Fannie & Freddie Shareholders Want Billions

     HOUSTON (CN) — Shareholders have sued the Department of the Treasury and the Federal Housing Finance Agency, claiming their $195 billion “net worth sweep” of Fannie Mae and Freddie Mac in 2012 illegally sent all their dividends to the U.S. Treasury rather than shareholders.
     The Federal National Mortgage Association (Fannie Mae), and The Federal Home Loan Mortgage Corporation (Freddie Mac), are government-sponsored private companies that own or guarantee trillions of dollars in U.S. home loans. They buy home loans from banks, freeing up the banks to issue more home loans.
     After the financial crisis began in late 2007, as the value of securitized home loans collapsed, Congress in July 2008 passed the Housing and Economic Recovery Act of 2008, under which Fannie and Freddie received a $188 billion government bailout.
     The Act also created the Federal Housing Finance Agency and authorized it to appoint itself conservator of the companies, which it did in September 2008.
     Lead plaintiff J. Patrick Collins a Freddie Mac stockholder, filed the lawsuit on Oct. 20 in Federal Court.
     “As conservator, HERA charges FHFA to rehabilitate Fannie and Freddie by taking action to put the companies in a sound and solvent condition while preserving and conserving their assets,” the complaint states. (Emphasis in original.)
     The Housing and Economic Recovery Act of 2008 also gave the Treasury Department temporary authority to buy stock in Fannie and Freddie under preferred stock purchase agreements.
     “Under these PSPAs, Treasury received an entirely new class of securities in the companies, known as senior preferred stock (‘government stock’), which came with very favorable terms for Treasury,” the complaint states.
     “At the outset, Treasury received $1 billion of government stock (via one million shares) in each company and warrants to acquire 79.9 percent of the common stock of the companies at a nominal price in return for its commitment to acquire government stock in the future.” (Parentheses in complaint.)
     By 2012, Collins says, the companies were generating massive profits: “In fact, in the first two quarters of 2012, the companies posted sizable profits totaling more than $11 billion.”
     But despite the Treasury Department’s agreement to return control of the companies to their boards once they became solvent, Collins says, in 2012 it strengthened its grip on the companies.
     “Despite the companies’ relative financial health, the Department of the Treasury implemented a deliberate strategy to seize the companies and operate them for the exclusive benefit of the federal government,” the complaint states.
     On Aug. 17, 2012 the Treasury Department and the Federal Housing Finance Agency executed a “Net Worth Sweep” under which Fannie Mae and Freddie Mac became obligated to pay a quarterly dividend to Treasury equal to their entire net worth, according to the complaint.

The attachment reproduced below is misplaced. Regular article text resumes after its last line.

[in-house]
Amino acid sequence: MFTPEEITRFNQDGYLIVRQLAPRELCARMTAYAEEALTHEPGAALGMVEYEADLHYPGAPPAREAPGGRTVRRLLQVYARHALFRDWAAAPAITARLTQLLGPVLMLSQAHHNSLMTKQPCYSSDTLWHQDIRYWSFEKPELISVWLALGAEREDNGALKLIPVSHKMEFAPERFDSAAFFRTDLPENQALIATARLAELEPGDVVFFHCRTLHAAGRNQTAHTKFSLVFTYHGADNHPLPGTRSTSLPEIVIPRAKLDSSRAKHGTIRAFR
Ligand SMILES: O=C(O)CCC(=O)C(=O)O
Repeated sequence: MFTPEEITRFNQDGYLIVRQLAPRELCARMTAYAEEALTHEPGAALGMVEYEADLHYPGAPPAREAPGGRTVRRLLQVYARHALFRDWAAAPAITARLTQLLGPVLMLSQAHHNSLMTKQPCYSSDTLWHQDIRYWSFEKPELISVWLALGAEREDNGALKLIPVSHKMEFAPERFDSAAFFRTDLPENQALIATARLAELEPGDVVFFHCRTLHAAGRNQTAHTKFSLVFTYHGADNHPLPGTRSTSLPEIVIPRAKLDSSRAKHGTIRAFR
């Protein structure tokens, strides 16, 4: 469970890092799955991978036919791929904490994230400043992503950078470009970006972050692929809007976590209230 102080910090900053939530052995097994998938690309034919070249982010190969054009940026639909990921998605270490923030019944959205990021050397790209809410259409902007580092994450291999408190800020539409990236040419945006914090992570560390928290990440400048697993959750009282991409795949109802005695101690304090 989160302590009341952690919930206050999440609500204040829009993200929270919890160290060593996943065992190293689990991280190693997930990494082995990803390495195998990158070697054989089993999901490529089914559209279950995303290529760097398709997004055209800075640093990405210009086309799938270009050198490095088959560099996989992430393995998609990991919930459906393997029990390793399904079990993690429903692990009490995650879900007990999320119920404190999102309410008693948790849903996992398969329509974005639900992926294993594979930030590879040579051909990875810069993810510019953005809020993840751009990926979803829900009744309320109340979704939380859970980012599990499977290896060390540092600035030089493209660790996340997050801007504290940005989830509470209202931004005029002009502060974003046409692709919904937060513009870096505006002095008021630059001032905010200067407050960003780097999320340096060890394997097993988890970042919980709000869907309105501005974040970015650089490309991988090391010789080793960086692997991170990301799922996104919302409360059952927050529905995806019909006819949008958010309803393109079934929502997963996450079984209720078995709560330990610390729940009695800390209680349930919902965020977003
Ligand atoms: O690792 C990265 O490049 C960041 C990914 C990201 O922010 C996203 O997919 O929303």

“The Net Worth Sweep has resulted in a massive and unprecedented financial windfall for the federal government at the expense of the companies’ private shareholders,” the 83-page lawsuit states.
     “From the fourth quarter of 2012, the first fiscal quarter subject to the Net Worth Sweep, through the second quarter of 2016, the most recently reported fiscal quarter, Fannie and Freddie generated $195 billion in comprehensive income. But rather than using those profits to prudently build capital reserves and prepare to exit conservatorship, Fannie and Freddie instead have been forced to pay $195 billion in ‘dividends’ to the federal government under the Net Worth Sweep.”
     The Treasury Department has recouped more than $250 billion under the Net Worth Sweep, $63 billion more than it invested in Freddie and Fannie, Collins says.
     The Federal Housing Finance Agency has said it will keep Fannie and Freddie in a conservatorship until Congress passes housing finance legislation.
     “Holding the companies hostage in a perpetual conservatorship while awaiting potential legislative action was never an option for FHFA contemplated under HERA,” the complaint states.
     The lengthy lawsuit cites discovery in a case pending in the U.S. Court of Federal Claims. U.S. Court of Federal Claims Judge Margaret Sweeney this month ordered the federal government to turn over documents to plaintiff Fairholme Funds.
     Fairholme seeks FHFA documents on whether Fannie and Freddie were anticipated to ever be solvent when the agency implemented the Net Worth Sweep, how long the conservatorship was expected to last, and the reasons for the government’s decision to claim a dividend equal to the companies’ entire net worth.
     Collins seeks declaratory judgment that the Net Worth Sweep violates the Administrative Procedure Act’s prohibition against federal agencies taking action that exceeds their statutory authority; that the Housing and Economic Recovery Act of 2008 violates the Constitution’s separation of powers clause because it installed a single director over the FHFA who can be removed by the president only for cause; and he wants the Net Worth Sweep vacated and set aside, “including its provision sweeping all of the companies’ net worth to Treasury every quarter.”
     He is represented by Chad Flores with Beck Redden in Houston.
     A FHFA spokeswoman declined comment.

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